Through out Elizabeth Gilbert’s book “Committed” she continues to touch upon so many topics in each chapter, leaving me to draw a blank at what I could write about for my next blog post. Then, I read the chapter “Marriage and Women” where again Liz touches upon a variety of subjects., but this is
by far my favorite chapter. I try not summarize chapters, because lets be honest, that gets boring and I would really like for you to read the book for yourself.
In the early part of the chapter, Ms. Gilbert writes that by 2004, unmarried women were the fastest growing demographic in the United States. A thirty-year-old American woman was three times more likely to be single in 2004 than her counterpart in the 1970s. She is far less likely to become a mother, too – either early or at all. The number of households in America without children reached and an all-time high in 2008.
I am 28 years old and I have a job (not sure if it is my career), but I have a job as a journalist with no plans at this point in time to get married or have children. It’s not to say I don’t want them, because I do, I want to get married. Do I want kids, well that I’m still on the fence about. Because it is all hard work, I have seen the sacrifices the women in my family and friends have made for marriage and children and what the sacrifice they continue to make for marriage and children. I’m not sure whether I see that for my own future. I am not trying to be pessimist, but more so a realist. This is my reality at the moment.
“Wanting to get married for me, is all about a desire to feel chosen,” was what Liz writes in her book, referencing a friend of hers. When I read that, I don’t believe there is truer statement out there. Us women just want to be chosen, we want the big white gown, the house, the 2.3 children. But we want to be picked, we want to be singled out and celebrated by all those who love us. It’s shallow really, when we should celebrate ourselves, single ourselves out on our own without any hoopla.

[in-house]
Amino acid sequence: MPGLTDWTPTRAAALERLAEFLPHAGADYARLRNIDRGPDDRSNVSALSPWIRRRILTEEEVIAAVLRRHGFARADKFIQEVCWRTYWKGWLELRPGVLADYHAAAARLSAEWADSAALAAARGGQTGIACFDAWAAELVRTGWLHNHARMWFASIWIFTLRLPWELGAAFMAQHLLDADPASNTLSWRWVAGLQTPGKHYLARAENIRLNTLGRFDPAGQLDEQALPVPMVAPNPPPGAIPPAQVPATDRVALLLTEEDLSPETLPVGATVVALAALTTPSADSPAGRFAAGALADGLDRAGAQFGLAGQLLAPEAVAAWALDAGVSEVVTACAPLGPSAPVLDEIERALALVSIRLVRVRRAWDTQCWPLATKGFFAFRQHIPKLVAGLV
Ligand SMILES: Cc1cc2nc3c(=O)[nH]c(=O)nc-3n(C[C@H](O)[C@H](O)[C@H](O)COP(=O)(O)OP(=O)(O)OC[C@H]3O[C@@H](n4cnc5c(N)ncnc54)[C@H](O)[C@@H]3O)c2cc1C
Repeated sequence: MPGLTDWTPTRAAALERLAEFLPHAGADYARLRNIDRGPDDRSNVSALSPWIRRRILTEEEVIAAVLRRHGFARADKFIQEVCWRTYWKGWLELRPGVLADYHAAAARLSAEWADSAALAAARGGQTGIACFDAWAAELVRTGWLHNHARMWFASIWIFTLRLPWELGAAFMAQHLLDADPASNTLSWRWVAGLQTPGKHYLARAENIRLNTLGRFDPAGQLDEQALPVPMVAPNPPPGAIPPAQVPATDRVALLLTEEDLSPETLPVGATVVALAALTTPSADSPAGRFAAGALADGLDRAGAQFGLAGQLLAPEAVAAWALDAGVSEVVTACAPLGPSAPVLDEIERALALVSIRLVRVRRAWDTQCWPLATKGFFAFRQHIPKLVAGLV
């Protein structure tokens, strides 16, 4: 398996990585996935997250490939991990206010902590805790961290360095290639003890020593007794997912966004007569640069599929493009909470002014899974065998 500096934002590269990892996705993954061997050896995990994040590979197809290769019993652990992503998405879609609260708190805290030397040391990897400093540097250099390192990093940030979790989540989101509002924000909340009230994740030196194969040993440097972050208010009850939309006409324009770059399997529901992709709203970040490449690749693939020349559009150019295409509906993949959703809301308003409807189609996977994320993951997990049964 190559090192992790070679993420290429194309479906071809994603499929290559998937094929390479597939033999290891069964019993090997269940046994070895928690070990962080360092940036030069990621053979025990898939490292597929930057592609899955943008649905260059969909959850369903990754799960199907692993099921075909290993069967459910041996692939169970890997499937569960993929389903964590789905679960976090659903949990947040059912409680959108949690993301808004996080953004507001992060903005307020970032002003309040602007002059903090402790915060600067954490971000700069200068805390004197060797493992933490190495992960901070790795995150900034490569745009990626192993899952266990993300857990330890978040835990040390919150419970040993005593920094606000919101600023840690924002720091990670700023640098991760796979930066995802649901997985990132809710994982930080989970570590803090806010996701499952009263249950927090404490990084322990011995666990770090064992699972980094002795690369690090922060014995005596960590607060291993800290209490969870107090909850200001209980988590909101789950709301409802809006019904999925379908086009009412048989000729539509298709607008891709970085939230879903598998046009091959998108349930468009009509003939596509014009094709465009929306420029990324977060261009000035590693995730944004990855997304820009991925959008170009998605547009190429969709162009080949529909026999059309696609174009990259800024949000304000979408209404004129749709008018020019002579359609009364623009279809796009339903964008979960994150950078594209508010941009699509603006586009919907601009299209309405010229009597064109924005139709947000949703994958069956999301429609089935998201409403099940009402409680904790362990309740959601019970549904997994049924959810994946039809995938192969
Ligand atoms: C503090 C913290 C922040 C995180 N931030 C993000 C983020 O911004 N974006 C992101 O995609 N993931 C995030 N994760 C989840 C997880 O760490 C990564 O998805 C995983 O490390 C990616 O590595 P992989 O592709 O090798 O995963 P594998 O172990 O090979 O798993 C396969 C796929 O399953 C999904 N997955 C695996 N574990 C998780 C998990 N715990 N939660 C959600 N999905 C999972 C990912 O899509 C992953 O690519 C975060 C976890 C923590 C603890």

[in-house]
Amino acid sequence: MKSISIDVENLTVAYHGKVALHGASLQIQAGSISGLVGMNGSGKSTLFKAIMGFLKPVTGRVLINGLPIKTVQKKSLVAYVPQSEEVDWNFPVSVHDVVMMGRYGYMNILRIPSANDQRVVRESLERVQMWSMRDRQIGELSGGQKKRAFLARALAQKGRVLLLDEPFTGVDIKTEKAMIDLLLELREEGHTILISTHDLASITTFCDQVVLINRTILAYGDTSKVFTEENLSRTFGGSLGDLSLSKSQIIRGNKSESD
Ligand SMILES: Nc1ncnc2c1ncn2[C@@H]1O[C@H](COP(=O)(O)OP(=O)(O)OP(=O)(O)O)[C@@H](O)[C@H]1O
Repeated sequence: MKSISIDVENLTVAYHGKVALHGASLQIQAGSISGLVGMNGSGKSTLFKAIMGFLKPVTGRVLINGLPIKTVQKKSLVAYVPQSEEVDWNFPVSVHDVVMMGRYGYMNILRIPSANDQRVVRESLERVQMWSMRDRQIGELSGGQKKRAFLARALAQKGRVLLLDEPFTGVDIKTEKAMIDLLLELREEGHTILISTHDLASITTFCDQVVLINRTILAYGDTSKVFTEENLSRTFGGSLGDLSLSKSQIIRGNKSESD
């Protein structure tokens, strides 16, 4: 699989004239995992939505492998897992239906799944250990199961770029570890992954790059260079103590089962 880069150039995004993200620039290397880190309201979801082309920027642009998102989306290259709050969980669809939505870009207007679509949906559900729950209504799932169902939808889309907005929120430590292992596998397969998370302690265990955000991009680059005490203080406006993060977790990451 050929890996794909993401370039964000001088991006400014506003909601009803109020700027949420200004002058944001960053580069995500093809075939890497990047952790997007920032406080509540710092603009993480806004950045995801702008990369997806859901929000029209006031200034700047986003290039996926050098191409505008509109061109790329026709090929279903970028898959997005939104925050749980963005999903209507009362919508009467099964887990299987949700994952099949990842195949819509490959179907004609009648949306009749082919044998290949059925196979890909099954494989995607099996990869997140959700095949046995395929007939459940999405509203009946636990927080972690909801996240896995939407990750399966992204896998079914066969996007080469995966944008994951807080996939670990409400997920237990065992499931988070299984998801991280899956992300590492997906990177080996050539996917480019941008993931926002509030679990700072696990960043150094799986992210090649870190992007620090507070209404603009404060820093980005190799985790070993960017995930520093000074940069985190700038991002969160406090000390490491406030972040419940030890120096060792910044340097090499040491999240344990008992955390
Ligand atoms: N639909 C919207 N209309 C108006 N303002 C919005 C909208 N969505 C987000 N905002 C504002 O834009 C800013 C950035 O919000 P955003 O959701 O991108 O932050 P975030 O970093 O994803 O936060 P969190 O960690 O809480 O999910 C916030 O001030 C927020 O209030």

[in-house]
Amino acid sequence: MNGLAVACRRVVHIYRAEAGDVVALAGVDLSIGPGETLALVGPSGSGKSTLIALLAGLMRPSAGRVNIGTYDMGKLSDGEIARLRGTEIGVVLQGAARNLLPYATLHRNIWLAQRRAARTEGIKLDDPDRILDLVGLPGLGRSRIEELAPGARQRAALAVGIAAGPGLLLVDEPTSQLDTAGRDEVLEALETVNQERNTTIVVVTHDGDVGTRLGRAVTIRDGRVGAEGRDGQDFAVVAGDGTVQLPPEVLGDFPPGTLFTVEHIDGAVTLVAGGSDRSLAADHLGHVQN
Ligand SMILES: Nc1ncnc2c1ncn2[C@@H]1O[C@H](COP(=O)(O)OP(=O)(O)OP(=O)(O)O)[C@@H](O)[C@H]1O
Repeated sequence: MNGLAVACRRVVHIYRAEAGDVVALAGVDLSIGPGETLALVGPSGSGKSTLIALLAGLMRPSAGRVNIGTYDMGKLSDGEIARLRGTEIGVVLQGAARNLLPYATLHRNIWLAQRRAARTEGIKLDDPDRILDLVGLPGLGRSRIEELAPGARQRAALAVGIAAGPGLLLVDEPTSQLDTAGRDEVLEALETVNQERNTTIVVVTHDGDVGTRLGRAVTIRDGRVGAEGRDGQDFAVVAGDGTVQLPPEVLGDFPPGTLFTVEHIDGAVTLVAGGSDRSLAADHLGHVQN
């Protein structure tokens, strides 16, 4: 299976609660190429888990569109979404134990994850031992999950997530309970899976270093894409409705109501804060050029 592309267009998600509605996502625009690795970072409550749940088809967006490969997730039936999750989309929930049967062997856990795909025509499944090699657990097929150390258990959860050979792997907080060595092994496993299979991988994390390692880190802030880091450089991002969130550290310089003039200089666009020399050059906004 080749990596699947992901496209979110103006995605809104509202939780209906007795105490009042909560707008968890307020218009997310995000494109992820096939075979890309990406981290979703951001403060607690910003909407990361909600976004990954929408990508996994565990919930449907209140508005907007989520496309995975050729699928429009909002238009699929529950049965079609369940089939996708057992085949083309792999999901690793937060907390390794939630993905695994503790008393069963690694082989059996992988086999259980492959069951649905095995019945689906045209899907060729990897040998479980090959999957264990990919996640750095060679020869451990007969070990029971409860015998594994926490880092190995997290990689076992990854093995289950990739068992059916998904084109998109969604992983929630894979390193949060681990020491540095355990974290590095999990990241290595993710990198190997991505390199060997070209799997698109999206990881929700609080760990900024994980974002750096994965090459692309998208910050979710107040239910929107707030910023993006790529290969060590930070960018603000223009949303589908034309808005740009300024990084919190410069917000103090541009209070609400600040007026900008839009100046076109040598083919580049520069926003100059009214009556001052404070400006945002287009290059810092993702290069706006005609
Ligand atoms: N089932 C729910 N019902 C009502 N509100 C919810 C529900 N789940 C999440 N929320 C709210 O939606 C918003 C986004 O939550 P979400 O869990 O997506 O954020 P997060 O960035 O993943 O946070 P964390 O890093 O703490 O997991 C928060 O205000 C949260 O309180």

Because once the hoopla is over, what you have is a mortgage, a man you may not want to really be with (hopefully you do), and years and years of trying to make it work.
In 1978, my mother married my father and the two lived in an un-happy marriage for nearly 20 years, I’m sure I’ve enlightened you on this fact in previous posts. My mother however worked full-time, went to college at the age of 30, just a year after my brother was born and ran a household. The one of many things I remember from my childhood about my mother is her running into my elementary school in high heels to grab me, pick me up, drop me off at my grandparents and then head back to work. This was done everyday.
I don’t believe our generation is equipped for that form of “survival” as I see it, while you do what you have to do, we don’t know hard work, we want it to be easy. For my mother, it wasn’t easy, it was hard, very hard.
Many times she was surrounded by the “stay at home” mothers who would have the luxury of coming into school in their tennis outfits after a long day of tennis to pick up their child. My mother never knew such a life.
Liz writes, in 2000 there were about 5.3 million stay-at-home mothers in America, ( my comment: I was child in the early 1990s) and there were only 140,000 stay-at-home Dads. That translates into a stay-at-home dad rate of only about 2.6 percent of all stay-at-home parents.
So many women even today sacrifice so much for their children, some become the mother and the father, they become the child’s major influence. I am not bashing men by any means, there are great fathers out there, but its our mothers that sacrifice so much for their kids to give them a better life than they may have had.
When I once asked my mother why she got married in the first place, her answer was simple, she either got married or went to college. And my mother at the time didn’t want to go to college, hence why she went when she was 30, so she met my father. Times were different in the late 1970s from what I gather, while women had more options, today we have even more.
We don’t have to get married, we can have a career, live on our own, pay our own bills, drive our own car and by God have a child without a physical man present. Times have changed.
While I wish this post was better written, because I do feel I jumped around a lot, I think I’ve made and Liz has made some good points.